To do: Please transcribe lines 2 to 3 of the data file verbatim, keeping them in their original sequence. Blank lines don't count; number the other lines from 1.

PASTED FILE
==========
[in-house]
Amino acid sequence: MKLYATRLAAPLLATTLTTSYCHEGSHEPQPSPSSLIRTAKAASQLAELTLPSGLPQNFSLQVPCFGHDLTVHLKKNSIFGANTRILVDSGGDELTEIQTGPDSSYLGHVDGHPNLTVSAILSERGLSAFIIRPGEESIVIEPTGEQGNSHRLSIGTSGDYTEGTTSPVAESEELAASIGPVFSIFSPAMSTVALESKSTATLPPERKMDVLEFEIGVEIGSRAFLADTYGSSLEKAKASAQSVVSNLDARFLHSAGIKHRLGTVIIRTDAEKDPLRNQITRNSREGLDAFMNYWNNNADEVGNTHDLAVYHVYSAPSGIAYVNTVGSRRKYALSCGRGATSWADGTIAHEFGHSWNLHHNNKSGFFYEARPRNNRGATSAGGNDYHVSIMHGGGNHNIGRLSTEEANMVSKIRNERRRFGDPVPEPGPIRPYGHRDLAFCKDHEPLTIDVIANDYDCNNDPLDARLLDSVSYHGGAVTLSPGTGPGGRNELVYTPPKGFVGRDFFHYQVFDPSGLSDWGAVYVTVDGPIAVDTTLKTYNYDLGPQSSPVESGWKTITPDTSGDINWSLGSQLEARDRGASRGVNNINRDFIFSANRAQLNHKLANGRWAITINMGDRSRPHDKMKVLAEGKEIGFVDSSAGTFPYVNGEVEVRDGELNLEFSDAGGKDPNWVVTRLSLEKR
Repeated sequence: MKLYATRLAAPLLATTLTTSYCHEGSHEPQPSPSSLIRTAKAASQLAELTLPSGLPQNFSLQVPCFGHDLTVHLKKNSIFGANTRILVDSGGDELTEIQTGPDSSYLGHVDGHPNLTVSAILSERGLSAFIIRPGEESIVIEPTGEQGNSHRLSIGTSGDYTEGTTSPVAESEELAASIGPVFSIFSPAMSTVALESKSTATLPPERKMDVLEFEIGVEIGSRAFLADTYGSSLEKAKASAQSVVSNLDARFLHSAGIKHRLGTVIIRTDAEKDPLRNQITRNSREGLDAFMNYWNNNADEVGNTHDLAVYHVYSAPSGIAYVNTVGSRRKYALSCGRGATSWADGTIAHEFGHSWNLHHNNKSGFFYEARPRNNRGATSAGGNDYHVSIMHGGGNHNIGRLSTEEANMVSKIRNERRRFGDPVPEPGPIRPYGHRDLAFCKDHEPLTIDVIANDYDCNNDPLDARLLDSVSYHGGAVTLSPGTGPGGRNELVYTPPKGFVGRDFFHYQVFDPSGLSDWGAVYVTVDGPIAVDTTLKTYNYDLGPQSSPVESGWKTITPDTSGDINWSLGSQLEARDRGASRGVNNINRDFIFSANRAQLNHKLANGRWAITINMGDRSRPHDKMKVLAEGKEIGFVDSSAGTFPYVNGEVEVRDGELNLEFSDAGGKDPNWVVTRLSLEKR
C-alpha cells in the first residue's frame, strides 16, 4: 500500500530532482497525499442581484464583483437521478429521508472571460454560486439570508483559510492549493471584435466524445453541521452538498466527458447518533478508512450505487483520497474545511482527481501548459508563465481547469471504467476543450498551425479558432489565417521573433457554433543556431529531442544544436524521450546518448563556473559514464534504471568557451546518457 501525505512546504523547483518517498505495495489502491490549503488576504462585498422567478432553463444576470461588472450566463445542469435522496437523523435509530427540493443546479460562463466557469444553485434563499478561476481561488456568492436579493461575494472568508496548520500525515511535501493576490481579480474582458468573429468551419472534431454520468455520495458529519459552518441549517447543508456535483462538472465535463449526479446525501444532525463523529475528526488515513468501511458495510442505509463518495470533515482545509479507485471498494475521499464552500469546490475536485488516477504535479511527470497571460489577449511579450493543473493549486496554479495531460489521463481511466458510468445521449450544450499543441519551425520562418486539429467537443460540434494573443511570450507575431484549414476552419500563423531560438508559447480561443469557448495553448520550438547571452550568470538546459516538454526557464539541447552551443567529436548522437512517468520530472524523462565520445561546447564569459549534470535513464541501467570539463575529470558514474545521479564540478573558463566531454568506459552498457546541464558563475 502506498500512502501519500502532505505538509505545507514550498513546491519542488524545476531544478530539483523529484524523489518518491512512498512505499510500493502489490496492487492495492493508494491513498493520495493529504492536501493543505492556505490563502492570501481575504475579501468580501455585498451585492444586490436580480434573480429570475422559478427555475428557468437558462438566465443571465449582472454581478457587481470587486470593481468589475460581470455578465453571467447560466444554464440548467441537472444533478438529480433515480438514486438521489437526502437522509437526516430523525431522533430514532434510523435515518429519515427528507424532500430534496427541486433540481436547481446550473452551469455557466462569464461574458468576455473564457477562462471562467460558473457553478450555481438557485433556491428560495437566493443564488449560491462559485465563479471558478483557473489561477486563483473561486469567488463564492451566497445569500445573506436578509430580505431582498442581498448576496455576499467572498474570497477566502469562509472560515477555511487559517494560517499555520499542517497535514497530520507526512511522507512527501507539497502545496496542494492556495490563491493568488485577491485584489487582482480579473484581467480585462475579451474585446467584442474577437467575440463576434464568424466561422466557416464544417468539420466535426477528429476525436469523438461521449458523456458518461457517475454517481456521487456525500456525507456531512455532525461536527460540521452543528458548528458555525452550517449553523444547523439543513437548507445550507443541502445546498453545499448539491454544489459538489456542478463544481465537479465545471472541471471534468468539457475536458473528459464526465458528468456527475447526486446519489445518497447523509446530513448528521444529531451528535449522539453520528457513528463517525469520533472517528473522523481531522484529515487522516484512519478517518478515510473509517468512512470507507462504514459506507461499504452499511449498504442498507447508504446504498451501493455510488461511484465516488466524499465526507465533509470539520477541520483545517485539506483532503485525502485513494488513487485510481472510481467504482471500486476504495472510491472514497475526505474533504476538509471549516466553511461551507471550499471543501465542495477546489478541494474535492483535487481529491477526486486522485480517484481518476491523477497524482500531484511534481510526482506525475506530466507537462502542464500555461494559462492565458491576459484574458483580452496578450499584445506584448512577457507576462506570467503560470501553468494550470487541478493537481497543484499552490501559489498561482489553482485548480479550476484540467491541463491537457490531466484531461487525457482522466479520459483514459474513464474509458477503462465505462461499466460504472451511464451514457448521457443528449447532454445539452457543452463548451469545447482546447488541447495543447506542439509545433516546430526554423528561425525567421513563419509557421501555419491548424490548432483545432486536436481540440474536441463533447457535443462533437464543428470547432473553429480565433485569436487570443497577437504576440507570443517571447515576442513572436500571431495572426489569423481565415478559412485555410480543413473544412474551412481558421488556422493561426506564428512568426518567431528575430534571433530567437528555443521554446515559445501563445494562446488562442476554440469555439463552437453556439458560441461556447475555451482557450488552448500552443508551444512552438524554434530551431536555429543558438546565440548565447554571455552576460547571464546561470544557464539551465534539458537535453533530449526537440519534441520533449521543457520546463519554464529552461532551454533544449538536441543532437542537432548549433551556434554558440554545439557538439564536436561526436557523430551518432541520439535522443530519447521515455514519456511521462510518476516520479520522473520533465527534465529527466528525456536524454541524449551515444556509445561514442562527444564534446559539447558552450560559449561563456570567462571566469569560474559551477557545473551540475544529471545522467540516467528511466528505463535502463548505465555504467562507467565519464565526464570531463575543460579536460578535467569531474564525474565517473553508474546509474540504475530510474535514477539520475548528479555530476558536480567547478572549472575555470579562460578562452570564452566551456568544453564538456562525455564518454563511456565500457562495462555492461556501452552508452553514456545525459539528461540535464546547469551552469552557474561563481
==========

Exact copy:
Amino acid sequence: MKLYATRLAAPLLATTLTTSYCHEGSHEPQPSPSSLIRTAKAASQLAELTLPSGLPQNFSLQVPCFGHDLTVHLKKNSIFGANTRILVDSGGDELTEIQTGPDSSYLGHVDGHPNLTVSAILSERGLSAFIIRPGEESIVIEPTGEQGNSHRLSIGTSGDYTEGTTSPVAESEELAASIGPVFSIFSPAMSTVALESKSTATLPPERKMDVLEFEIGVEIGSRAFLADTYGSSLEKAKASAQSVVSNLDARFLHSAGIKHRLGTVIIRTDAEKDPLRNQITRNSREGLDAFMNYWNNNADEVGNTHDLAVYHVYSAPSGIAYVNTVGSRRKYALSCGRGATSWADGTIAHEFGHSWNLHHNNKSGFFYEARPRNNRGATSAGGNDYHVSIMHGGGNHNIGRLSTEEANMVSKIRNERRRFGDPVPEPGPIRPYGHRDLAFCKDHEPLTIDVIANDYDCNNDPLDARLLDSVSYHGGAVTLSPGTGPGGRNELVYTPPKGFVGRDFFHYQVFDPSGLSDWGAVYVTVDGPIAVDTTLKTYNYDLGPQSSPVESGWKTITPDTSGDINWSLGSQLEARDRGASRGVNNINRDFIFSANRAQLNHKLANGRWAITINMGDRSRPHDKMKVLAEGKEIGFVDSSAGTFPYVNGEVEVRDGELNLEFSDAGGKDPNWVVTRLSLEKR
Repeated sequence: MKLYATRLAAPLLATTLTTSYCHEGSHEPQPSPSSLIRTAKAASQLAELTLPSGLPQNFSLQVPCFGHDLTVHLKKNSIFGANTRILVDSGGDELTEIQTGPDSSYLGHVDGHPNLTVSAILSERGLSAFIIRPGEESIVIEPTGEQGNSHRLSIGTSGDYTEGTTSPVAESEELAASIGPVFSIFSPAMSTVALESKSTATLPPERKMDVLEFEIGVEIGSRAFLADTYGSSLEKAKASAQSVVSNLDARFLHSAGIKHRLGTVIIRTDAEKDPLRNQITRNSREGLDAFMNYWNNNADEVGNTHDLAVYHVYSAPSGIAYVNTVGSRRKYALSCGRGATSWADGTIAHEFGHSWNLHHNNKSGFFYEARPRNNRGATSAGGNDYHVSIMHGGGNHNIGRLSTEEANMVSKIRNERRRFGDPVPEPGPIRPYGHRDLAFCKDHEPLTIDVIANDYDCNNDPLDARLLDSVSYHGGAVTLSPGTGPGGRNELVYTPPKGFVGRDFFHYQVFDPSGLSDWGAVYVTVDGPIAVDTTLKTYNYDLGPQSSPVESGWKTITPDTSGDINWSLGSQLEARDRGASRGVNNINRDFIFSANRAQLNHKLANGRWAITINMGDRSRPHDKMKVLAEGKEIGFVDSSAGTFPYVNGEVEVRDGELNLEFSDAGGKDPNWVVTRLSLEKR